It is my first time attending Thebarton Theatre since moving to Adelaide just over a year ago. It is also my first time seeing The Stranglers and The Ruts DC. It is a night of ‘firsts’ for me as I am not drinking alcohol at this show. The only liquid that hits my lips is the cold water that Thebarton Theatre provides for punters in the foyer.
After a week of intense hot weather in Adelaide, tonight sees a welcome cool change blow in but I notice that many punters have opted for thongs and sandals. A choice that is quite brave considering the jumping around and slam dancing that will occur during the show.
When The Ruts DC stride onto the stage, singer/bassist John ‘Segs’ Jennings addresses the audience asking people to “Come in from the bar.” The room starts to fill up with warm bodies and there are quite a few Ruts’ fans keen to see this highly influential and politically charged band strut their stuff.
The Ruts DC do not disappoint, playing songs such as Babylon’s Burning, Staring at the Rude Boys, In a Rut and the political dub anthem Jah War from their 1979 album The Crack. Jennings, guitarist Leigh Heggarty and drummer Dave Ruffy give the performance their all and the audience dance up a storm in appreciation of their efforts.
Waiting for The Stranglers to appear I notice that there are a lot of shaved/bald heads toward the front wearing Stranglers’ band t-shirts. This is the uniform it seems of dedicated Stranglers’ fans. The ‘Strangler Fan Contingent’ mark out their spots right in front of the band. They are ready to punk out.
Along with this contingent is another kind of gang. The ‘let’s watch a gig through our mobile phone cameras’ gang. I feel like smacking their phones to the ground, but I restrain myself from committing such an act and am reminded of that famous Isaac Asimov quote: “Violence is the last refuge of the incompetent.”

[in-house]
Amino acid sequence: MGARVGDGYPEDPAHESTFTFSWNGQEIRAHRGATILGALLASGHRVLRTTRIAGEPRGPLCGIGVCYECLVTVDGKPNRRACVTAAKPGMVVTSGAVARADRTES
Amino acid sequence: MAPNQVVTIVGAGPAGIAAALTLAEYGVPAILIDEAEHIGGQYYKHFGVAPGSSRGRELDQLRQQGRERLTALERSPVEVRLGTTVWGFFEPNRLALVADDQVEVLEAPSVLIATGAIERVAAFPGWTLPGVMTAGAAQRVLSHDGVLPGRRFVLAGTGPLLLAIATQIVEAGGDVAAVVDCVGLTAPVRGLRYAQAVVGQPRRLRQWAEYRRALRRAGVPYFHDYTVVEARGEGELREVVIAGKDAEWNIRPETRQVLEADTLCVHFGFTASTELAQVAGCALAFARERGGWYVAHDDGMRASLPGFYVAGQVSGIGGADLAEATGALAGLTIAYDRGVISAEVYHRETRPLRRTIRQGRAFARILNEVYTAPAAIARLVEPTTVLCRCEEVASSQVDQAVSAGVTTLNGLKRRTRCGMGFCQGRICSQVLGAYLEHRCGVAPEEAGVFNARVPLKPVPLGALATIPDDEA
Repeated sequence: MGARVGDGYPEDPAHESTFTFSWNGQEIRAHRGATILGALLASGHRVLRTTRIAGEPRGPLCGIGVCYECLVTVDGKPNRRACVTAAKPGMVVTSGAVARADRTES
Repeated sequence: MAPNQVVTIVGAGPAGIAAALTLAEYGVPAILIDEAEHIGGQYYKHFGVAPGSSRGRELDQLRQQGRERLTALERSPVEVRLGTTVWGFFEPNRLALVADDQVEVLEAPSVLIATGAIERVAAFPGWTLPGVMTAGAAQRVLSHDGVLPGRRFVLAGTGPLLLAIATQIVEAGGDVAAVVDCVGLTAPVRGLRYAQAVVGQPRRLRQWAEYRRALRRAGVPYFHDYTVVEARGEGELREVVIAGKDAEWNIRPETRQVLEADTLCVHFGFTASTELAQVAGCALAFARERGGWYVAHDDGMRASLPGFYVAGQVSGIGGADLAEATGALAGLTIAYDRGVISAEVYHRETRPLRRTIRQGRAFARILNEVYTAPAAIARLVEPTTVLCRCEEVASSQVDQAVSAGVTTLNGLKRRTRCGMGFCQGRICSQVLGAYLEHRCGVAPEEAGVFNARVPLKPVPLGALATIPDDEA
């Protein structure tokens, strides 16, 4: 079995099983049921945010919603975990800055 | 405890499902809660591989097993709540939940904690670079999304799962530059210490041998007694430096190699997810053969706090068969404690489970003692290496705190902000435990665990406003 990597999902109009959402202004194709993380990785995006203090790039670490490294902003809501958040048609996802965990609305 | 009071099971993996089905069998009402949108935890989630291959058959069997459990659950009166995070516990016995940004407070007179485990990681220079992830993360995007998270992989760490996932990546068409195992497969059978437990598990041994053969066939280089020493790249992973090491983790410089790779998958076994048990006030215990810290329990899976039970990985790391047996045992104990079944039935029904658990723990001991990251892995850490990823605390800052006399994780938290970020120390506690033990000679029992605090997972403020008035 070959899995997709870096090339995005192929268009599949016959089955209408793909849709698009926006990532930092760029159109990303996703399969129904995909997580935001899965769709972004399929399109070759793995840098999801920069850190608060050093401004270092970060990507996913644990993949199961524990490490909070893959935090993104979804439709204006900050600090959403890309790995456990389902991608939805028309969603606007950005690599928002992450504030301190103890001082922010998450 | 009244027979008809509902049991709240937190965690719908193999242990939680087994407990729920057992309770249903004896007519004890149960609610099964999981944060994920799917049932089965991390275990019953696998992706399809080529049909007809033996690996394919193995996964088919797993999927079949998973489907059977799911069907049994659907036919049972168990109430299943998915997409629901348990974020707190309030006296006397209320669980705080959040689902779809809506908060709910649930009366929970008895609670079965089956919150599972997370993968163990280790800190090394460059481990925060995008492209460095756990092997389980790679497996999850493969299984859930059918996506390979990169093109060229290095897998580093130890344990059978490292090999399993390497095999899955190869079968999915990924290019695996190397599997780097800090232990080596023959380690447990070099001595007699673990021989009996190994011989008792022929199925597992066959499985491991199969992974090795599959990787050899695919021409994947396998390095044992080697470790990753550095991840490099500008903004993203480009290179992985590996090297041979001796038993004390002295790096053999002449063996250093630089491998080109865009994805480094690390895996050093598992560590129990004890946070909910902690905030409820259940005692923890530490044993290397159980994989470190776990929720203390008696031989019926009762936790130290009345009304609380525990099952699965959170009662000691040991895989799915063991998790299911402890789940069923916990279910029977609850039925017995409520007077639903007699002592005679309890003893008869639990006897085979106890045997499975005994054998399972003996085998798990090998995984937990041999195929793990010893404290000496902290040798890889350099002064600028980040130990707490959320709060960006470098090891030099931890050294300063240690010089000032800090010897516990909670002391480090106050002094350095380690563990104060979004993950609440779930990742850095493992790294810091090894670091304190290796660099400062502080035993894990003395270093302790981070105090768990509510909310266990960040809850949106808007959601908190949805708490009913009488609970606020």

The Stranglers start their set with Get a Grip on Yourself, a single from their debut album Rattus Norvegicus (1977). Singer/guitarist Baz Warne shares with the excited crowd that their driver for this tour is an Adelaide boy who told him that “Nobody goes to fuckin’ Adelaide anymore” due to lack of ticket sales. Warne quips: “But this is proof.” It’s true that The Stranglers do have a solid following in Adelaide and the turn-out is very impressive.
The band, including original members Dave Greenfield (keyboard) JJ Burnel (bass) and touring drummer Jim Macauley play an array of material including crowd favourites Always the Sun, Golden Brown, a version of Walk on By and 5 Minutes. Not surprisingly, when The Stranglers finish their set and walk off stage, they are summoned back by the crowd and play an encore comprising of Duchess and No More Heroes. They are in fine form.
It’s during the encore that a bald, rather tall man in front of me and another shorter bald man almost get into a fight when some slam dancing kicks off. Fortunately, the taller man’s girlfriend calms him down. I had already stepped back lest I get smacked in the face by a swinging arm. The threat of violence aside, it’s a great gig and a good introduction to ‘the Thebby’ as it is affectionately known by Adelaideans.
Review by Romana Ashton